Boolean algebra a form of algebra developed by an English mathematician called George Boole (1815  1864) which is made up of:
The priority of the AND operator is higher than that of an OR. So the expression A = X + Y · !Z means A = X + (Y · !Z).
Other denotations used are:
Boole probably used the dot and plus symbols due to his background in probability theory, where the rolling a 1 OR 2 = 1/6 + 1/6, and the probability of rolling a 1 AND 2 = 1/6 X 1/6.
The arithmetic operations of subtraction and division do not exist in Boolean algebra. For example, the Boolean expression A + B = A + C cannot be arranged in the form (A + B)  A = (A + C)  A, which would lead to B = C. This can be proved by considering the case:
A = 1, B = 1 and C = 0 A + B = 1 + 1 = 1 A + C = 1 + 0 = 1
Meaning that the equation is valid even though B is not equal to C.
An axiom or postulate is a rule that must be taken for granted; the axioms of Boolean algebra define the framework of Boolean algebra from which everything else can be derived.
The first axiom is called the closure property, which states that Boolean operations on Boolean variables or constants always yield Boolen results. If variables A and B belong to a set of Boolean elements, the operations A · B, A + B and !A and !B belong to the set of Boolean elements.
Boolean variables obey the same commutative, distributive and associative laws as the variables of conventional algebra. These laws are taken for granted when we carry out everyday arithmetic. For example, the commutative law states that 4 X 7 = 7 X 4.
Commutative  A + B = B + A A · B = B · A 
The AND and OR operators are commutative: it does not matter what order the variables are in if all the operators are the same. 

Associative  A · (B · C) = (A · B) · C A + (B + C) = (A + B) + C 
The AND and OR operators are associative: so the subexpressions can be evaluated in any order. 
Distributive  A · (B · C) = A · B + A · C A + (B + C) = A + B + A + C 
The AND operator behaves in the same way as multiplication and the OR operator behaves in the same way as addition.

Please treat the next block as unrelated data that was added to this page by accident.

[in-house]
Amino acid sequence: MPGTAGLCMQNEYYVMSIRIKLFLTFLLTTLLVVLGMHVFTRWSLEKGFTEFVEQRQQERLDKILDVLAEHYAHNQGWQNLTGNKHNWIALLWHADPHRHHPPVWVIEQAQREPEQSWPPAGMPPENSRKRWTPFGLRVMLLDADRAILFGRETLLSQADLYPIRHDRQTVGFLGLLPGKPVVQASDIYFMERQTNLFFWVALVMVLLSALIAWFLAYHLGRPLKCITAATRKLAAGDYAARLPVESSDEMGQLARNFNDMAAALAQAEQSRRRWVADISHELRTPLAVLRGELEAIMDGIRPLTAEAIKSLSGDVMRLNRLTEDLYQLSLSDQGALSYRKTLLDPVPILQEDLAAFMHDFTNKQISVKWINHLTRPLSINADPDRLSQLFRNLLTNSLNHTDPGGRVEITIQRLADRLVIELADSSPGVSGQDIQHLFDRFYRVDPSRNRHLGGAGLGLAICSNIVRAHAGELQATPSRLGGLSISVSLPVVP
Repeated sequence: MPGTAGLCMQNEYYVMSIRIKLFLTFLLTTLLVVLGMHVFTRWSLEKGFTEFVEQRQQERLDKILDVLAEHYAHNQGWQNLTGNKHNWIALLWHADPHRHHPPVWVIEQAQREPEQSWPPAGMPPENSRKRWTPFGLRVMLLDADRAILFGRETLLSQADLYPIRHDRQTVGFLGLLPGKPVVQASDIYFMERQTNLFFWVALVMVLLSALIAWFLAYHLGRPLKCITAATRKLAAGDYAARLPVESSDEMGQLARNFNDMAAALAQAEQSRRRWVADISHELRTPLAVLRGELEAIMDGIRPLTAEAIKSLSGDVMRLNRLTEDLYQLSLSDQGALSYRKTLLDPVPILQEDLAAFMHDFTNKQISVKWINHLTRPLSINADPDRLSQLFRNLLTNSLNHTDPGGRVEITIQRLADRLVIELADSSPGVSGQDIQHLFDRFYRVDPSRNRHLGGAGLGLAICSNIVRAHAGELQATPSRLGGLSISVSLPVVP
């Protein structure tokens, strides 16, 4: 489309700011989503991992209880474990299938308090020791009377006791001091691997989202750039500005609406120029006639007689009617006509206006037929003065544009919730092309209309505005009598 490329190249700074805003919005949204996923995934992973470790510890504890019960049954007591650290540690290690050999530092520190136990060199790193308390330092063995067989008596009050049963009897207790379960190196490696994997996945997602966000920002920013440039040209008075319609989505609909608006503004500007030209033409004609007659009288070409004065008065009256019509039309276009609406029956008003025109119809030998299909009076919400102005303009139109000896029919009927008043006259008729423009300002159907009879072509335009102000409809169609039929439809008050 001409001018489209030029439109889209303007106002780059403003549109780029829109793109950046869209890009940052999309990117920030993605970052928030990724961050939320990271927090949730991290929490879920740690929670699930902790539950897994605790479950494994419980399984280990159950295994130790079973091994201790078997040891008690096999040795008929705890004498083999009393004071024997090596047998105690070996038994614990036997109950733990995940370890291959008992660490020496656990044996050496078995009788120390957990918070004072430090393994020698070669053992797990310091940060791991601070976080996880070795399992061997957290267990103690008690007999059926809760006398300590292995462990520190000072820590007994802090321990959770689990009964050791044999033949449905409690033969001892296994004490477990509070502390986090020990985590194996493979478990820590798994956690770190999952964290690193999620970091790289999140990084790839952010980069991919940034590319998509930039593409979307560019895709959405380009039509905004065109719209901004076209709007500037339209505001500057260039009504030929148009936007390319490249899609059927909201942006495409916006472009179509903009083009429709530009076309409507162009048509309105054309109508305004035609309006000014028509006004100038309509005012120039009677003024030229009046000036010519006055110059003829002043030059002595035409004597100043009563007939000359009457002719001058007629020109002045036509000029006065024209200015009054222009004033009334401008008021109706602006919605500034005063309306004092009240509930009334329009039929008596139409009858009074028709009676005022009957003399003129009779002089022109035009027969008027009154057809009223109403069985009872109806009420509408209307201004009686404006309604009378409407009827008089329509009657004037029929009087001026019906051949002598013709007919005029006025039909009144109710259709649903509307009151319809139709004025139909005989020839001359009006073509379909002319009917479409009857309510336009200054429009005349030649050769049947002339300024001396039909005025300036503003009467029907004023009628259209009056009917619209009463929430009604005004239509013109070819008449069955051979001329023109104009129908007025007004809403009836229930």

Idempotence  A · A = A A + A = A 
If only the AND and OR operators are used and there is just one variable (and no constants or literals) the result will always have the same result as that variable. 
All of these laws have two expressions where all the AND's, OR's, and 1's and 0's are swapped round, this is known as duality
These Boolean operators have the following effect on constants:
NOT  AND  OR 
!0 = 1 
0 · 0 = 0 
0 + 0 = 0 
!1 = 0 
0 · 1 = 0 
0 + 1 = 1 
1 · 0 = 0 
1 + 0 = 1 

1 · 1 = 1 
1 + 1 = 1 
This table can be extended to define the relationship between a Boolean operator, a variable and a literal.
NOT  AND  OR 
!!X = X 
0 · X = 0 
0 + X = X 
1 · X = X 
1 + X = 1 

X · X = X 
X + X = X 

X · !X = 0 
x + !X = 1 
This can be proven by substituting X with all the values it could possibly have. For example, for 0 · X:
0 · X = 0 0 · 1 = 0 For X = 1 0 · 0 = 0 For X = 0
Both of these statments are correct as an AND operator will only ever produce a 1 if all inputs are equal to 1. When a statement is proved in this way, by examining all the possibilities of combinations of values of all variables within that statement, it is called proof by perfect induction.
Another example could be 1 + X:
1 + X = 1 1 + 1 = 1 For X = 1 1 + 0 = 1 For X = 0
These two statements prove 1 + X = 1 by perfect induction.